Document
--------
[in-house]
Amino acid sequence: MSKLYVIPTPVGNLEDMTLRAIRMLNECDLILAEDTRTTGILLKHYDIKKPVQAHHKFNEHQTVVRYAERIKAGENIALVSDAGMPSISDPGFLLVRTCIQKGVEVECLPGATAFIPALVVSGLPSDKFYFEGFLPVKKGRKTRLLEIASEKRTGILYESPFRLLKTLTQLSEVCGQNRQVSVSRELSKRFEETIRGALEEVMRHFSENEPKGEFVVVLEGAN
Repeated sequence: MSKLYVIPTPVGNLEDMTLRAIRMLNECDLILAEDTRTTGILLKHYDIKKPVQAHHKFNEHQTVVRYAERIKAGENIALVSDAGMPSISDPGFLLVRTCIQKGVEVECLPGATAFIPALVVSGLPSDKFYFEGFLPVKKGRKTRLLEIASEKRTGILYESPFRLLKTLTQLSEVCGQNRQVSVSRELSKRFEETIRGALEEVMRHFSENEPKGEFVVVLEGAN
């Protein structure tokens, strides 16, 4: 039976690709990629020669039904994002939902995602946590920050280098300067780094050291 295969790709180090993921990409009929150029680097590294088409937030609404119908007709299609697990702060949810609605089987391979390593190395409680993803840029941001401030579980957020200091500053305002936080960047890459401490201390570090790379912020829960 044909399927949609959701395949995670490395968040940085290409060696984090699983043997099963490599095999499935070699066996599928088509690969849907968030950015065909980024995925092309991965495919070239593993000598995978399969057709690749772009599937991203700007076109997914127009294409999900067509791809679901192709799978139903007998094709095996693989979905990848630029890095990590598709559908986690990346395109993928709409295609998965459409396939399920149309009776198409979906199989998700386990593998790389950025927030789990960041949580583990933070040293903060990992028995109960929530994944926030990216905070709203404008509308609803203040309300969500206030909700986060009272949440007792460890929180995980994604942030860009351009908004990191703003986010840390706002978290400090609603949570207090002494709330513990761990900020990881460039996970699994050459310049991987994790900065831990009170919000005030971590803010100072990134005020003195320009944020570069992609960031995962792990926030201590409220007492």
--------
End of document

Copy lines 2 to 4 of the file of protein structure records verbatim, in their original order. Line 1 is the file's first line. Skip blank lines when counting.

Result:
Amino acid sequence: MSKLYVIPTPVGNLEDMTLRAIRMLNECDLILAEDTRTTGILLKHYDIKKPVQAHHKFNEHQTVVRYAERIKAGENIALVSDAGMPSISDPGFLLVRTCIQKGVEVECLPGATAFIPALVVSGLPSDKFYFEGFLPVKKGRKTRLLEIASEKRTGILYESPFRLLKTLTQLSEVCGQNRQVSVSRELSKRFEETIRGALEEVMRHFSENEPKGEFVVVLEGAN
Repeated sequence: MSKLYVIPTPVGNLEDMTLRAIRMLNECDLILAEDTRTTGILLKHYDIKKPVQAHHKFNEHQTVVRYAERIKAGENIALVSDAGMPSISDPGFLLVRTCIQKGVEVECLPGATAFIPALVVSGLPSDKFYFEGFLPVKKGRKTRLLEIASEKRTGILYESPFRLLKTLTQLSEVCGQNRQVSVSRELSKRFEETIRGALEEVMRHFSENEPKGEFVVVLEGAN
């Protein structure tokens, strides 16, 4: 039976690709990629020669039904994002939902995602946590920050280098300067780094050291 295969790709180090993921990409009929150029680097590294088409937030609404119908007709299609697990702060949810609605089987391979390593190395409680993803840029941001401030579980957020200091500053305002936080960047890459401490201390570090790379912020829960 044909399927949609959701395949995670490395968040940085290409060696984090699983043997099963490599095999499935070699066996599928088509690969849907968030950015065909980024995925092309991965495919070239593993000598995978399969057709690749772009599937991203700007076109997914127009294409999900067509791809679901192709799978139903007998094709095996693989979905990848630029890095990590598709559908986690990346395109993928709409295609998965459409396939399920149309009776198409979906199989998700386990593998790389950025927030789990960041949580583990933070040293903060990992028995109960929530994944926030990216905070709203404008509308609803203040309300969500206030909700986060009272949440007792460890929180995980994604942030860009351009908004990191703003986010840390706002978290400090609603949570207090002494709330513990761990900020990881460039996970699994050459310049991987994790900065831990009170919000005030971590803010100072990134005020003195320009944020570069992609960031995962792990926030201590409220007492």